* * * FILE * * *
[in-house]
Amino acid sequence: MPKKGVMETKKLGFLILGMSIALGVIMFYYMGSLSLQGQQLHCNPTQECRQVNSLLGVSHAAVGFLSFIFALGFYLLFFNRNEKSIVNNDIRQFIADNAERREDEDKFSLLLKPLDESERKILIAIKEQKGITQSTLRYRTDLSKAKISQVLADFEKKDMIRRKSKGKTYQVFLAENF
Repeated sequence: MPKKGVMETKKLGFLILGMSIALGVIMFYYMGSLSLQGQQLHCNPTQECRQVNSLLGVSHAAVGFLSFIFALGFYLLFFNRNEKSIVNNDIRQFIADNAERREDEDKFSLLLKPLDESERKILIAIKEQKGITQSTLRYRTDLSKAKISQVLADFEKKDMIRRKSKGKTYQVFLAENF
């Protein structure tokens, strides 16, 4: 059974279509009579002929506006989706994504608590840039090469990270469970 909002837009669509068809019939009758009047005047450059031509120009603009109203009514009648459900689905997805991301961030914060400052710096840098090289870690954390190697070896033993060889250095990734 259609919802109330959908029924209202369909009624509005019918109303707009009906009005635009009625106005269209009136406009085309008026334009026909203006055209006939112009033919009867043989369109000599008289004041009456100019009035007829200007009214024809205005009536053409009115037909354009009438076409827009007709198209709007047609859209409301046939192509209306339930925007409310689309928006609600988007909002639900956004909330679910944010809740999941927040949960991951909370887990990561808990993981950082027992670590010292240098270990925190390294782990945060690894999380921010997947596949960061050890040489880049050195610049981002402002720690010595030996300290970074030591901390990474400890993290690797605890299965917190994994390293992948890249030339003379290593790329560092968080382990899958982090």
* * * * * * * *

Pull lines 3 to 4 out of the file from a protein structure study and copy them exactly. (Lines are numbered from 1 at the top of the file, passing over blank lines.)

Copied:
Repeated sequence: MPKKGVMETKKLGFLILGMSIALGVIMFYYMGSLSLQGQQLHCNPTQECRQVNSLLGVSHAAVGFLSFIFALGFYLLFFNRNEKSIVNNDIRQFIADNAERREDEDKFSLLLKPLDESERKILIAIKEQKGITQSTLRYRTDLSKAKISQVLADFEKKDMIRRKSKGKTYQVFLAENF
């Protein structure tokens, strides 16, 4: 059974279509009579002929506006989706994504608590840039090469990270469970 909002837009669509068809019939009758009047005047450059031509120009603009109203009514009648459900689905997805991301961030914060400052710096840098090289870690954390190697070896033993060889250095990734 259609919802109330959908029924209202369909009624509005019918109303707009009906009005635009009625106005269209009136406009085309008026334009026909203006055209006939112009033919009867043989369109000599008289004041009456100019009035007829200007009214024809205005009536053409009115037909354009009438076409827009007709198209709007047609859209409301046939192509209306339930925007409310689309928006609600988007909002639900956004909330679910944010809740999941927040949960991951909370887990990561808990993981950082027992670590010292240098270990925190390294782990945060690894999380921010997947596949960061050890040489880049050195610049981002402002720690010595030996300290970074030591901390990474400890993290690797605890299965917190994994390293992948890249030339003379290593790329560092968080382990899958982090």